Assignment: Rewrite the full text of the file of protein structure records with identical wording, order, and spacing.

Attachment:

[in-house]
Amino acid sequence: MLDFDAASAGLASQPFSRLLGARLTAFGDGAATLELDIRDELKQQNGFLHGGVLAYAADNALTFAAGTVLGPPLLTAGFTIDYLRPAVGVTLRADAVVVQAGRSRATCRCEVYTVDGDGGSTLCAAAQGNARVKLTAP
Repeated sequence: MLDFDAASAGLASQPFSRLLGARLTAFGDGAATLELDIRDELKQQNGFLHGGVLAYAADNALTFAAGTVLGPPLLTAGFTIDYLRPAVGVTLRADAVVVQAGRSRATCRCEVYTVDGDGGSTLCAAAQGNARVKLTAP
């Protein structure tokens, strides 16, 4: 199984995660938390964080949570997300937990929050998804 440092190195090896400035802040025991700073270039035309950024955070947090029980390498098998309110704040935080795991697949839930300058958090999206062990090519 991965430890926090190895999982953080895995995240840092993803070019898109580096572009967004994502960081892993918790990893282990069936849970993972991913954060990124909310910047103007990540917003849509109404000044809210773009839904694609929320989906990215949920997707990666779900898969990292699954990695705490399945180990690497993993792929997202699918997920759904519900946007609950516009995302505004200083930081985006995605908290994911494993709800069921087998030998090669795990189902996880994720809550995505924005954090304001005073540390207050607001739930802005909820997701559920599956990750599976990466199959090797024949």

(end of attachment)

[in-house]
Amino acid sequence: MLDFDAASAGLASQPFSRLLGARLTAFGDGAATLELDIRDELKQQNGFLHGGVLAYAADNALTFAAGTVLGPPLLTAGFTIDYLRPAVGVTLRADAVVVQAGRSRATCRCEVYTVDGDGGSTLCAAAQGNARVKLTAP
Repeated sequence: MLDFDAASAGLASQPFSRLLGARLTAFGDGAATLELDIRDELKQQNGFLHGGVLAYAADNALTFAAGTVLGPPLLTAGFTIDYLRPAVGVTLRADAVVVQAGRSRATCRCEVYTVDGDGGSTLCAAAQGNARVKLTAP
């Protein structure tokens, strides 16, 4: 199984995660938390964080949570997300937990929050998804 440092190195090896400035802040025991700073270039035309950024955070947090029980390498098998309110704040935080795991697949839930300058958090999206062990090519 991965430890926090190895999982953080895995995240840092993803070019898109580096572009967004994502960081892993918790990893282990069936849970993972991913954060990124909310910047103007990540917003849509109404000044809210773009839904694609929320989906990215949920997707990666779900898969990292699954990695705490399945180990690497993993792929997202699918997920759904519900946007609950516009995302505004200083930081985006995605908290994911494993709800069921087998030998090669795990189902996880994720809550995505924005954090304001005073540390207050607001739930802005909820997701559920599956990750599976990466199959090797024949």